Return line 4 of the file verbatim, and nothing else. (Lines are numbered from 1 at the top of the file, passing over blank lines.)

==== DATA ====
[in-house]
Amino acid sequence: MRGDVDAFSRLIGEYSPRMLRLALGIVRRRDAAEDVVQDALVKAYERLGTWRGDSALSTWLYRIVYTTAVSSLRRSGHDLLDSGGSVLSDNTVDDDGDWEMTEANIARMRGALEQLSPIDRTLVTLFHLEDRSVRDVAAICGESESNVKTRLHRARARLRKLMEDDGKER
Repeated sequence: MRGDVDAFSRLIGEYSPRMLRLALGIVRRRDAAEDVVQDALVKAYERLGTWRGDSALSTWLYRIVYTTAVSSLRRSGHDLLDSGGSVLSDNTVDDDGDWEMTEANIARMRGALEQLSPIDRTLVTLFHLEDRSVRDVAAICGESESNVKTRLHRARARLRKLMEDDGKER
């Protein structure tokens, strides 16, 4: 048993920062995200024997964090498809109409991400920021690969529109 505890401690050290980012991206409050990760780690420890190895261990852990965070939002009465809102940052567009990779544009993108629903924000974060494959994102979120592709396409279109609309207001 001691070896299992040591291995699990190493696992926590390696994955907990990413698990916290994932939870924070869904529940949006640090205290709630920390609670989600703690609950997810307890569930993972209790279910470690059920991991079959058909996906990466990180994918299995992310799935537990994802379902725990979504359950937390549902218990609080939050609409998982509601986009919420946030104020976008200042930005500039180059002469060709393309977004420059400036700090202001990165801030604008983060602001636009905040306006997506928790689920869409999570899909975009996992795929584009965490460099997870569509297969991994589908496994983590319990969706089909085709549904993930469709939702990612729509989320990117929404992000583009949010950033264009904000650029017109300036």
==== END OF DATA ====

């Protein structure tokens, strides 16, 4: 048993920062995200024997964090498809109409991400920021690969529109 505890401690050290980012991206409050990760780690420890190895261990852990965070939002009465809102940052567009990779544009993108629903924000974060494959994102979120592709396409279109609309207001 001691070896299992040591291995699990190493696992926590390696994955907990990413698990916290994932939870924070869904529940949006640090205290709630920390609670989600703690609950997810307890569930993972209790279910470690059920991991079959058909996906990466990180994918299995992310799935537990994802379902725990979504359950937390549902218990609080939050609409998982509601986009919420946030104020976008200042930005500039180059002469060709393309977004420059400036700090202001990165801030604008983060602001636009905040306006997506928790689920869409999570899909975009996992795929584009965490460099997870569509297969991994589908496994983590319990969706089909085709549904993930469709939702990612729509989320990117929404992000583009949010950033264009904000650029017109300036």